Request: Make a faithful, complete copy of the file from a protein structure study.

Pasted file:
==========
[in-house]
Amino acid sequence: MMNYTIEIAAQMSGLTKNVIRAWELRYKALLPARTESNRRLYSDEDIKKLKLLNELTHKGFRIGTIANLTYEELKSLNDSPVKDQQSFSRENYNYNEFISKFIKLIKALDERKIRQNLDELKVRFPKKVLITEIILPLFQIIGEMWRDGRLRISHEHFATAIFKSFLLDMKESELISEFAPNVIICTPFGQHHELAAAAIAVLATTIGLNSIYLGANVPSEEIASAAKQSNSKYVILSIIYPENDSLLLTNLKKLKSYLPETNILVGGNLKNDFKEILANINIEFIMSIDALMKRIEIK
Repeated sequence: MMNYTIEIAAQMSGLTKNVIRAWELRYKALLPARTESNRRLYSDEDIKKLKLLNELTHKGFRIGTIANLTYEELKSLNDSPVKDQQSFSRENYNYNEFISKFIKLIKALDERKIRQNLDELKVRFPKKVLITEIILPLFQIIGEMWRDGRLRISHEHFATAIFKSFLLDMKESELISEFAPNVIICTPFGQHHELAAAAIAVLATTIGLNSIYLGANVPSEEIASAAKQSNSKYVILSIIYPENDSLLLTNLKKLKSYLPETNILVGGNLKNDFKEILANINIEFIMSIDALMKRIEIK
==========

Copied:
[in-house]
Amino acid sequence: MMNYTIEIAAQMSGLTKNVIRAWELRYKALLPARTESNRRLYSDEDIKKLKLLNELTHKGFRIGTIANLTYEELKSLNDSPVKDQQSFSRENYNYNEFISKFIKLIKALDERKIRQNLDELKVRFPKKVLITEIILPLFQIIGEMWRDGRLRISHEHFATAIFKSFLLDMKESELISEFAPNVIICTPFGQHHELAAAAIAVLATTIGLNSIYLGANVPSEEIASAAKQSNSKYVILSIIYPENDSLLLTNLKKLKSYLPETNILVGGNLKNDFKEILANINIEFIMSIDALMKRIEIK
Repeated sequence: MMNYTIEIAAQMSGLTKNVIRAWELRYKALLPARTESNRRLYSDEDIKKLKLLNELTHKGFRIGTIANLTYEELKSLNDSPVKDQQSFSRENYNYNEFISKFIKLIKALDERKIRQNLDELKVRFPKKVLITEIILPLFQIIGEMWRDGRLRISHEHFATAIFKSFLLDMKESELISEFAPNVIICTPFGQHHELAAAAIAVLATTIGLNSIYLGANVPSEEIASAAKQSNSKYVILSIIYPENDSLLLTNLKKLKSYLPETNILVGGNLKNDFKEILANINIEFIMSIDALMKRIEIK